Athlete's foot is an infection of the feet caused by fungus. The medical term is tinea pedis or ringworm of the foot.
Tinea pedis; Fungal infection - feet; Tinea of the foot; Infection - fungal - feet; Ringworm - foot
Athlete's foot occurs when a certain fungus grows on the skin of your feet. The same fungus may also grow on other parts of the body. However, the feet are most commonly affected, especially between the toes.
Athlete's foot is the most common type of tinea infection. The fungus thrives in warm, moist areas. Your risk for getting athlete's foot increases if you:
Athlete's foot is easily spread. It can be passed through direct contact or contact with items such as shoes, stockings, and shower or pool surfaces.
The most common symptom is cracked, flaking, peeling skin between the toes or on the side of the foot. Other symptoms can include:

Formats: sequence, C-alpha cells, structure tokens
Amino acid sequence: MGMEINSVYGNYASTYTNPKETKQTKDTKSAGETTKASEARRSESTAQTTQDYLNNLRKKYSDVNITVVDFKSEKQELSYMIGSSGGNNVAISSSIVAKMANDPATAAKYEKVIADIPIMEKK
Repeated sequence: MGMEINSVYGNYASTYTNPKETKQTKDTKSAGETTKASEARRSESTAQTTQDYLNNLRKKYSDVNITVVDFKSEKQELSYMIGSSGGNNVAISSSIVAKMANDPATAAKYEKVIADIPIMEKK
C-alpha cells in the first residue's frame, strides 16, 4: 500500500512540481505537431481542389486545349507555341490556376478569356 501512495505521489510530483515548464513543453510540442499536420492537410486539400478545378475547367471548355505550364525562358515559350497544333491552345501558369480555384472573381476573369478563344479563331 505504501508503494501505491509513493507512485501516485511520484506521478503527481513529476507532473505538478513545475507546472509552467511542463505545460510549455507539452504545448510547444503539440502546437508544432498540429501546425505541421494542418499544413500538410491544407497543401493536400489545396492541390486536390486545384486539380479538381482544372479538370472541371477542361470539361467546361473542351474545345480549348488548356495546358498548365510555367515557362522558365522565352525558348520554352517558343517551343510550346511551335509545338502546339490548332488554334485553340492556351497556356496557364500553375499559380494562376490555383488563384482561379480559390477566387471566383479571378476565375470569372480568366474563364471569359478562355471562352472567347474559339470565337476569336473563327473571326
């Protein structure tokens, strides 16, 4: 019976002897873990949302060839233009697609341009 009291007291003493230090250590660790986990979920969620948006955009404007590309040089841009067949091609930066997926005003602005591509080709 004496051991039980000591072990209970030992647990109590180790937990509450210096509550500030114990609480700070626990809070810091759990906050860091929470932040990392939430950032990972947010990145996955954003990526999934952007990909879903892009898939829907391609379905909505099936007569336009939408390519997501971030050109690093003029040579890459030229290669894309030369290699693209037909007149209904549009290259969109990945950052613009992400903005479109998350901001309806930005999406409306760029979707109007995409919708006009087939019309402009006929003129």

If the fungus spreads to your nails, they can become discolored, thick, and even crumble.
Athlete's foot may occur at the same time as other fungal or yeast skin infections such as jock itch.
Over-the-counter antifungal powders or creams can help control the infection:
If athlete's foot does not get better in 2 to 4 weeks with self-care, or frequently returns, see your provider. Your provider may prescribe:
Athlete's foot almost always responds well to self-care, although it may come back. Long-term medicine and preventive measures may be needed. The infection can spread to the toenails.
Call your provider right away if:
Elewski BE, Hughey LC, Hunt KM, Hay RJ. Fungal diseases. In: Bolognia JL, Schaffer JV, Cerroni L, eds. Dermatology. 4th ed. Philadelphia, PA: Elsevier; 2018:chap 77.
Hay RJ. Dermatophytosis (ringworm) and other superficial mycoses. In: Bennett JE, Dolin R, Blaser MJ, eds. Mandell, Douglas, and Bennett's Principles and Practice of Infectious Diseases. 9th ed. Philadelphia, PA: Elsevier; 2020:chap 266.